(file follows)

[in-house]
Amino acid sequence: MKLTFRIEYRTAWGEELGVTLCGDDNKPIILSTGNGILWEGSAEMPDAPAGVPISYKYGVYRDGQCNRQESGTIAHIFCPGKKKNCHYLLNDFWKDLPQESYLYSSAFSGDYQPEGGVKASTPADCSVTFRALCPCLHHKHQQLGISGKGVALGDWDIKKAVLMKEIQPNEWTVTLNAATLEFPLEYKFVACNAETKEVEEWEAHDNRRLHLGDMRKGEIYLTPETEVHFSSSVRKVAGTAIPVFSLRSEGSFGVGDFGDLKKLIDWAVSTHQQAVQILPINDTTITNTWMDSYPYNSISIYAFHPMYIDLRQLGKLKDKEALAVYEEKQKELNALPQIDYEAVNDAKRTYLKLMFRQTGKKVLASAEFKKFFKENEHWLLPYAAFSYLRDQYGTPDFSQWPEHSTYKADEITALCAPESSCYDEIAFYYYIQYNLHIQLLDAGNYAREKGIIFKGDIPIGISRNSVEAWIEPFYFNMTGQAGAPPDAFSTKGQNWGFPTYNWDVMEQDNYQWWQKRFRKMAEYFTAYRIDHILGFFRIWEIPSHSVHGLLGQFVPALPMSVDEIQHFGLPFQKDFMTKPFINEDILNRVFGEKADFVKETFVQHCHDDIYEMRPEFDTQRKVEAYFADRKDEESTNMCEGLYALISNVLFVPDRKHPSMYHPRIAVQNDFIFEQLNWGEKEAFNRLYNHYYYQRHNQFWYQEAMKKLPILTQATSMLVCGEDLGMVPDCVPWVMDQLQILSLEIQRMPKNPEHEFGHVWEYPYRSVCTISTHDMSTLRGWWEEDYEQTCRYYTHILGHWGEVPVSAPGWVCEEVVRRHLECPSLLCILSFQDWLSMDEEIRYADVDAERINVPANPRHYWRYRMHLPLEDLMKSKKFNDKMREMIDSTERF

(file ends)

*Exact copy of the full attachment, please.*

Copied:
[in-house]
Amino acid sequence: MKLTFRIEYRTAWGEELGVTLCGDDNKPIILSTGNGILWEGSAEMPDAPAGVPISYKYGVYRDGQCNRQESGTIAHIFCPGKKKNCHYLLNDFWKDLPQESYLYSSAFSGDYQPEGGVKASTPADCSVTFRALCPCLHHKHQQLGISGKGVALGDWDIKKAVLMKEIQPNEWTVTLNAATLEFPLEYKFVACNAETKEVEEWEAHDNRRLHLGDMRKGEIYLTPETEVHFSSSVRKVAGTAIPVFSLRSEGSFGVGDFGDLKKLIDWAVSTHQQAVQILPINDTTITNTWMDSYPYNSISIYAFHPMYIDLRQLGKLKDKEALAVYEEKQKELNALPQIDYEAVNDAKRTYLKLMFRQTGKKVLASAEFKKFFKENEHWLLPYAAFSYLRDQYGTPDFSQWPEHSTYKADEITALCAPESSCYDEIAFYYYIQYNLHIQLLDAGNYAREKGIIFKGDIPIGISRNSVEAWIEPFYFNMTGQAGAPPDAFSTKGQNWGFPTYNWDVMEQDNYQWWQKRFRKMAEYFTAYRIDHILGFFRIWEIPSHSVHGLLGQFVPALPMSVDEIQHFGLPFQKDFMTKPFINEDILNRVFGEKADFVKETFVQHCHDDIYEMRPEFDTQRKVEAYFADRKDEESTNMCEGLYALISNVLFVPDRKHPSMYHPRIAVQNDFIFEQLNWGEKEAFNRLYNHYYYQRHNQFWYQEAMKKLPILTQATSMLVCGEDLGMVPDCVPWVMDQLQILSLEIQRMPKNPEHEFGHVWEYPYRSVCTISTHDMSTLRGWWEEDYEQTCRYYTHILGHWGEVPVSAPGWVCEEVVRRHLECPSLLCILSFQDWLSMDEEIRYADVDAERINVPANPRHYWRYRMHLPLEDLMKSKKFNDKMREMIDSTERF